By Bridget Gourlay
Like it or not, Auckland’s councils are merging and the ‘supercity’ is being formed. In October, we’ll know who will be mayor of the new area stretching from Rodney to Franklin. The point of the supercity is to unite the region under one jurisdiction — making resource consent and planning easier and to create a vision for the whole area.
The powers the new mayor will have will be enormous and unprecedented — the job will be more similar to a mini-prime minister than a city mayor. After all, this area will include a good third of New Zealand’s population.
With bureaucracy and in-fighting coming to define Auckland local body politics of recent decades, what can the new mayor do to ensure Auckland — the economic powerhouse of the country — becomes a vibrant place for businesses to grow?
Auckland Chamber of Commerce CEO Michael Barnett says the mayoral candidates need to “stop thinking of Auckland as a single city and start acknowledging Auckland as a diverse regional economy whose future success and prosperity vitally depends on building strong partnerships with central government”.
He wants the new mayor to work with central government to develop a major events strategy for New Zealand, which includes a role for Auckland.
His stance is echoed by Alex Swney, CEO of Heart of the City, a group which lobbies for a more prosperous CBD.
“We need to look across the ditch at Melbourne, Victoria. They’re the only state not digging itself up to sell to China. They are thriving with events-based tourism. It’s all man-made. Last year, a week after the Melbourne Cup, they got the golf with Tiger Woods there.”
He says Melbourne has recently spent $363 million upgrading its tennis centre on the back of securing a 25-year contract to continue hosting the Australian Open — something Swney says is a “real investment” and the type Auckland needs to start making.
Swney, who is running as an independent for a councillor berth on the Waitemata and Gulf ward, thinks Auckland is a city with huge potential but the population is exhausted with, and suspicious of, local body government.
“The new mayor will need to get us excited about being Aucklanders again. We’re bumbling along, wharf at a time, sprawling across the horizon.”
He says the mayor will need to develop a bold, long-term vision for the city and stick with it.
Tourism is a major goldmine for the country, earning nine percent of GDP and supporting one in 10 jobs. The Ministry of Tourism predicts international visitor numbers will likely grow by 27 percent during the next seven years to reach 3.1 million visits, an annual increase of 669,000.
Graeme Osborne, CEO of Tourism Auckland, has a wish-list for the new mayor. With the right investment, tourism could deliver 40 percent of the region’s economic growth in the next ten years, he says.
“If Auckland wants to be a genuine global city then we need to have a focus on our infrastructure that supports the visitor sector — happily, this includes a lot of areas that benefit the ratepayer, for example, improved regional connections, like an improved airport-to-CBD public transport connection.”
Osborne says the first experience tourists have of Auckland should not be a long, slow bus ride. A global quality cruise facility needs to be built on Queen’s wharf to enable passengers (typically wealthy tourists) easy entry to the CBD, so they can spend their time and money exploring the city. He also wants a global scale national convention centre built, so Auckland could compete for big medical conferences or APEC (Asia-Pacific Economic Co-operation).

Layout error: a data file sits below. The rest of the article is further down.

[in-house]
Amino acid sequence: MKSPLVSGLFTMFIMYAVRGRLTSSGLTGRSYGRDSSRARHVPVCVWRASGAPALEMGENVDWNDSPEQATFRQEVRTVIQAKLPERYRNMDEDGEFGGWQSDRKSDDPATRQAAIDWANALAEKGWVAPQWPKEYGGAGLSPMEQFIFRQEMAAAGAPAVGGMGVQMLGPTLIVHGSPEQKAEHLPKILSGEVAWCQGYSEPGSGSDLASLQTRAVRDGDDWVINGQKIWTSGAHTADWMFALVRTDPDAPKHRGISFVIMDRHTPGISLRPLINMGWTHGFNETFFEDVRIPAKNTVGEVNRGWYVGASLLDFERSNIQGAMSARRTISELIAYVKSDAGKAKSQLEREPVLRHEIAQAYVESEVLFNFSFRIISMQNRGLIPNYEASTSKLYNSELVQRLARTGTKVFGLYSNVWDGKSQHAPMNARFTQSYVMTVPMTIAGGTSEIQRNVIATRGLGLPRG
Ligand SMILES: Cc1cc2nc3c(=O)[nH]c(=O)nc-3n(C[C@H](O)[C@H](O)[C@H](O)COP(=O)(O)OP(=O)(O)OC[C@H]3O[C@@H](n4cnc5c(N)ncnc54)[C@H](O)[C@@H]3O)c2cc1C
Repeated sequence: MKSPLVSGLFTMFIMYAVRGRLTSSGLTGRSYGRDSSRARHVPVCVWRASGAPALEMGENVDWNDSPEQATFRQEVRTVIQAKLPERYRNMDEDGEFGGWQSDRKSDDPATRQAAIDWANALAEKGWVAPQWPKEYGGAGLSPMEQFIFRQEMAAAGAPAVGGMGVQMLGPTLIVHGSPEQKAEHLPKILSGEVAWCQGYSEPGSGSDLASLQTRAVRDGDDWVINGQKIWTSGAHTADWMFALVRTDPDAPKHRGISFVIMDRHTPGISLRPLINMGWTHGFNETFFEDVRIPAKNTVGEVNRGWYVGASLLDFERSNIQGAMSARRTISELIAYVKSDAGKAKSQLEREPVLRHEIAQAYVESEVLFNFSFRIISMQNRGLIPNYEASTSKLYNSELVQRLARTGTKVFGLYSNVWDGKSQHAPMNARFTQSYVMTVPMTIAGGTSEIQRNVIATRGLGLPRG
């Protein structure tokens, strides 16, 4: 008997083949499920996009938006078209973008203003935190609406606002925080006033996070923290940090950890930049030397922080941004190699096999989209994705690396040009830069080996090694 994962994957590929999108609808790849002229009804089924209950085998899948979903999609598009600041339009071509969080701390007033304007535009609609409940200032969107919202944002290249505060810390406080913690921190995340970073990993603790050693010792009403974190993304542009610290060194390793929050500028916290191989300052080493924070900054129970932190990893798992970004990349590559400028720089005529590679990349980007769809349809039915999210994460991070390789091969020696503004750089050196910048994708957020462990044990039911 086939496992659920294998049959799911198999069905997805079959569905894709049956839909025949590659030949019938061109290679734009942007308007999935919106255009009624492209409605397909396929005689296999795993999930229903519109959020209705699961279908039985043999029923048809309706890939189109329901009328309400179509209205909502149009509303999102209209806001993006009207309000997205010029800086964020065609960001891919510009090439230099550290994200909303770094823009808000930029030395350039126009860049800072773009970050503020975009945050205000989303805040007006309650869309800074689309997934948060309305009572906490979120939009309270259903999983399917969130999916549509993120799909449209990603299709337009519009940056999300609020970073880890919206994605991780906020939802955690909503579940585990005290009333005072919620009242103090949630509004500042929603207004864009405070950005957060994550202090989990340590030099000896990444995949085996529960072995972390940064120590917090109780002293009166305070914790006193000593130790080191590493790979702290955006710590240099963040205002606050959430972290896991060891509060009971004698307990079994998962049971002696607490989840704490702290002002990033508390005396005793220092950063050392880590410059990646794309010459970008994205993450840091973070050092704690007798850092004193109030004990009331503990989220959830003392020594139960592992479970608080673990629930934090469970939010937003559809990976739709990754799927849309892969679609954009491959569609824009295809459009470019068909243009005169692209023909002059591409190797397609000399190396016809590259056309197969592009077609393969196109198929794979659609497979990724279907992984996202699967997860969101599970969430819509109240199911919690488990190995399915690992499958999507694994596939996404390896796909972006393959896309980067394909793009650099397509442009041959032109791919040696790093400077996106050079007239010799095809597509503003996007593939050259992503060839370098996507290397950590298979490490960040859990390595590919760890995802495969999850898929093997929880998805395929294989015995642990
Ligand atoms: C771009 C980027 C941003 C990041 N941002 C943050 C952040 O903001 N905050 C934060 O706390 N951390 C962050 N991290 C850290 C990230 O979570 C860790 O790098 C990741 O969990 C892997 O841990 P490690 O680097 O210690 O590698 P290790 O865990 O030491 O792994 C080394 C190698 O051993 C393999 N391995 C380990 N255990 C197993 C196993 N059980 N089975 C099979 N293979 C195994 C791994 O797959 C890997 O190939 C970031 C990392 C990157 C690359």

In the long-term, Osborne says the new mayor will need to position Auckland as a superior lifestyle destination for residents, visitors and investors.
It doesn’t take a rocket scientist to figure out that business does better when goods and people can get from A to B quickly and easily. It’s a concept not lost on Campaign for Better Transport spokesperson Jeremy Harris, who says good transport systems are good for the economy.
Councils in the Auckland area currently spend about 54 percent of budgets on transport — that’s 16 percent of the district’s wealth. In contrast, Copenhagen spends four percent. Harris says while that’s good for oil companies and car retailers, it isn’t good for the city, as that money could go into savings, investments, or on big projects.
The current government is road-focused, so the supercity shouldn’t expect to get money from it except to build more motorways, he says.
If Harris was mayor he says he would fast-track the region’s cycleway that is due to be completed by 2040.
Cycleways are cheap to create and maintain — he thinks the whole thing could be implemented for the price of one big motorway project — and would mean people would have a fast and easy way to get around without clogging up roads in their cars.
Harris would also design a better, more integrated, bus rail and sea network.
Alasdair Thompson, the CEO of the Northern Employers’ and Manufacturers’ Association, says a long term vision that expands beyond Auckland will also be crucial in terms of transport.
Auckland is in the middle of an “economic diamond” with Whangarei to the north and Hamilton and Tauranga to the south. Thompson says there are infrastructure issues with transport links between the areas, both by road and by sea, and if the routes are strengthened all of these areas will benefit commercially.
Each Aucklander on the electoral roll can vote for a mayor, ward councillors from their ward area, local board members and district health board members. Every eligible voter should have received a confirmation card in the post in July. Election day is October 9 and preliminary results will be available that night.